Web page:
Quantitative serial MRI of the treated fibroid uterus
Munro, Kirsty I.; Thrippleton, Michael J.; Williams, Alistair R.W.; McKillop, Graham; Walker, Jane B.; Horne, Andrew W.; Newby, David E.; Anderson, Richard A.; Semple, Scott I.; Marshall, Ian; Lewis, Steff C.; Millar, Robert P.; Bastin, Mark E.; Critchley, Hilary O.D.
OBJECTIVE: There are no long-term medical treatments for uterine fibroids, and non-invasive biomarkers are needed to
evaluate novel therapeutic interventions. The aim of this study was to determine whether serial dynamic contrast-enhanced
MRI (DCE-MRI) and magnetization transfer MRI (MT-MRI) are able to detect changes that accompany volume reduction in
patients administered GnRH analogue drugs, a treatment which is known to reduce fibroid volume and perfusion. Our
secondary aim was to determine whether rapid suppression of ovarian activity by combining GnRH agonist and antagonist
therapies results in faster volume reduction.
METHODS: Forty women were assessed for eligibility at gynaecology clinics in the region, of whom thirty premenopausal
women scheduled for hysterectomy due to symptomatic fibroids were randomized to three groups, receiving (1) GnRH
agonist (Goserelin), (2) GnRH agonist+GnRH antagonist (Goserelin and Cetrorelix) or (3) no treatment. Patients were
monitored by serial structural, DCE-MRI and MT-MRI, as well as by ultrasound and serum oestradiol concentration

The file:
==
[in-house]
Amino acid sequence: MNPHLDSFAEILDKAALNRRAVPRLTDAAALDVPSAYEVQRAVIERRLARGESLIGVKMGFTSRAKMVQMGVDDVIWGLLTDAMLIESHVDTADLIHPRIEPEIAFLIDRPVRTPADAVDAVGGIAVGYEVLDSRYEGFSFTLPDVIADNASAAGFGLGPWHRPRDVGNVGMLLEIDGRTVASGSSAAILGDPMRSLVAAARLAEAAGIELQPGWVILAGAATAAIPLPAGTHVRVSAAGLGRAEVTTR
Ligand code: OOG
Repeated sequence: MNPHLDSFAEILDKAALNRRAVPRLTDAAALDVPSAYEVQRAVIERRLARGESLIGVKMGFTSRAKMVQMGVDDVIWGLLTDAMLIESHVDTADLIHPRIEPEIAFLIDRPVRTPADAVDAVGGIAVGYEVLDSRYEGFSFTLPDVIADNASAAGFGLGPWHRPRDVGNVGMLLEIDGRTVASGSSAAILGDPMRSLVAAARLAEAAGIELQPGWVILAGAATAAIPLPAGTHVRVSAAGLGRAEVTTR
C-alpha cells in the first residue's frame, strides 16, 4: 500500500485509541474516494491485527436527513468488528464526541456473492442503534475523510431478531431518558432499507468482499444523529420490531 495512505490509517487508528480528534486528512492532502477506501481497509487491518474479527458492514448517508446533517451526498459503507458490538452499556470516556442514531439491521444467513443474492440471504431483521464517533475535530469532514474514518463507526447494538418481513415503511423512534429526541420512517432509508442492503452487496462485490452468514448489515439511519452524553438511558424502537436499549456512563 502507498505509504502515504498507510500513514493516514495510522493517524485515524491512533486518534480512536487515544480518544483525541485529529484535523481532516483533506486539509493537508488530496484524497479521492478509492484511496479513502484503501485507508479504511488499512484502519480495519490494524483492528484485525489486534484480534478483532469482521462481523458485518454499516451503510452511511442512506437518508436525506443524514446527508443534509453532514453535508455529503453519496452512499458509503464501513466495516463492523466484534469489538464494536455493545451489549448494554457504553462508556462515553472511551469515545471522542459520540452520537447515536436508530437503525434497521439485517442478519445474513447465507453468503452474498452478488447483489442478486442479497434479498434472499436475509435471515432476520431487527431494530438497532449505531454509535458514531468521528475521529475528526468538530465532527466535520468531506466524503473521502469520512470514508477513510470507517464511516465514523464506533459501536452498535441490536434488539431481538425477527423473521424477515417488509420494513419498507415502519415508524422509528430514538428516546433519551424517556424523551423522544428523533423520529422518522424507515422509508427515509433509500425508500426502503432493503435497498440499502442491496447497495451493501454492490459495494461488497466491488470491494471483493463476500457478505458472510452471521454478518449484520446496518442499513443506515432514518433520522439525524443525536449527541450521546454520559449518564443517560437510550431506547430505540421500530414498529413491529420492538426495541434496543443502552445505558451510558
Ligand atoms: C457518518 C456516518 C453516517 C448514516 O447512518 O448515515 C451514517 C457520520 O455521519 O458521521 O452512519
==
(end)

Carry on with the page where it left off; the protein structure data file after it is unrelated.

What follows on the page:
measurements from enrolment to hysterectomy (approximately 3 months).
RESULTS: A volumetric treatment effect assessed by structural MRI occurred by day 14 of treatment (9% median reduction
versus 9% increase in untreated women; P = 0.022) and persisted throughout. Reduced fibroid perfusion and permeability
assessed by DCE-MRI occurred later and was demonstrable by 2–3 months (43% median reduction versus 20% increase
respectively; P = 0.0093). There was no apparent treatment effect by MT-MRI. Effective suppression of oestradiol was
associated with early volume reduction at days 14 (P = 0.041) and 28 (P = 0.0061).
CONCLUSION: DCE-MRI is sensitive to the vascular changes thought to accompany successful GnRH analogue treatment of
uterine fibroids and should be considered for use in future mechanism/efficacy studies of proposed fibroid drug therapies.
GnRH antagonist administration does not appear to accelerate volume reduction, though our data do support the role of
oestradiol suppression in GnRH analogue treatment of fibroids.